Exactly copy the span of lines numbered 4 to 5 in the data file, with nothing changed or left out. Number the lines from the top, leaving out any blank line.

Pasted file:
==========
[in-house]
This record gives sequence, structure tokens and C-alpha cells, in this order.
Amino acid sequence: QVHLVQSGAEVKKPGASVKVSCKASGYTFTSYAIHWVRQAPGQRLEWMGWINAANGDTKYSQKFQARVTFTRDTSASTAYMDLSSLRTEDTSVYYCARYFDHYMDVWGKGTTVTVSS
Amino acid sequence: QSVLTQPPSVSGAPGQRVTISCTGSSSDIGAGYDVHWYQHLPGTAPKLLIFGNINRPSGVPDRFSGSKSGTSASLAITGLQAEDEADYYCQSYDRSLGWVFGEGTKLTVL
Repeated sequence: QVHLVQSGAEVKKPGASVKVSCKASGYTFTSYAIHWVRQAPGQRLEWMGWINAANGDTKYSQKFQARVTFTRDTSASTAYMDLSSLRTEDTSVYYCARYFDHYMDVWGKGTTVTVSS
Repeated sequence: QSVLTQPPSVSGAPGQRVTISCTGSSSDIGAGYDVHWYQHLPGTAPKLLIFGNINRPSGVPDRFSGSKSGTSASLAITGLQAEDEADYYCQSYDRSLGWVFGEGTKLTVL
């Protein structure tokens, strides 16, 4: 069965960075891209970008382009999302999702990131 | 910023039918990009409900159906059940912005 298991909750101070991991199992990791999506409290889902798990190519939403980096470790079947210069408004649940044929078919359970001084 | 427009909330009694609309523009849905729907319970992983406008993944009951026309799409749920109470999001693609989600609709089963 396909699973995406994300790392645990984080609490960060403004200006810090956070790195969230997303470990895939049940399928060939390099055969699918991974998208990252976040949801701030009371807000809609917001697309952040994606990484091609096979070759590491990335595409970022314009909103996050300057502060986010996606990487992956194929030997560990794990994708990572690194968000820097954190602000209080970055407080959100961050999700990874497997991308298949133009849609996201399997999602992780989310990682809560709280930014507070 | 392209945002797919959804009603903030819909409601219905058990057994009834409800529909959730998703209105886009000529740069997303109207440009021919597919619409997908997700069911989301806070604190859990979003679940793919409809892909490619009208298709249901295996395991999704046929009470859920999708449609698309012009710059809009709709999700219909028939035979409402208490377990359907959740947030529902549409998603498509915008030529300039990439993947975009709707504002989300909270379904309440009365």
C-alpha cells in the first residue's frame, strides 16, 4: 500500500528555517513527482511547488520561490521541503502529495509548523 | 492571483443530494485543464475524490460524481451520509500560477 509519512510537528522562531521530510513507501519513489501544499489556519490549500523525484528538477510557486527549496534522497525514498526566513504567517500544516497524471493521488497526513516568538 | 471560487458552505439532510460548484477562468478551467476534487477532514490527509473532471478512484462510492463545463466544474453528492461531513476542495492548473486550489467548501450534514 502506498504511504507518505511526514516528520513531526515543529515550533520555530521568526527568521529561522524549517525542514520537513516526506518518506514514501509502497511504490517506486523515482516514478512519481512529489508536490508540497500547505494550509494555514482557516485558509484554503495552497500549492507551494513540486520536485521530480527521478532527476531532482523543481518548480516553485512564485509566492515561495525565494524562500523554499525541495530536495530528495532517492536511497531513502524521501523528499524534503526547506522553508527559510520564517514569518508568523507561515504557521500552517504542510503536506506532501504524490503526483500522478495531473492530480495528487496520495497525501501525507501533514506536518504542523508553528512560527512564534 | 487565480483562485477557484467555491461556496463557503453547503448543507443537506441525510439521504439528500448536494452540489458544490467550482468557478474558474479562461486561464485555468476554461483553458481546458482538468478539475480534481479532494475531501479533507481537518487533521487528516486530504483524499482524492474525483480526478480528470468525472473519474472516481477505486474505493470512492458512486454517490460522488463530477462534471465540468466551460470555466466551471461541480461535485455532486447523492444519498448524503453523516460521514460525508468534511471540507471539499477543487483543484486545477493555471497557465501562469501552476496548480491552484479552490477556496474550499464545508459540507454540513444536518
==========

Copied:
Amino acid sequence: QSVLTQPPSVSGAPGQRVTISCTGSSSDIGAGYDVHWYQHLPGTAPKLLIFGNINRPSGVPDRFSGSKSGTSASLAITGLQAEDEADYYCQSYDRSLGWVFGEGTKLTVL
Repeated sequence: QVHLVQSGAEVKKPGASVKVSCKASGYTFTSYAIHWVRQAPGQRLEWMGWINAANGDTKYSQKFQARVTFTRDTSASTAYMDLSSLRTEDTSVYYCARYFDHYMDVWGKGTTVTVSS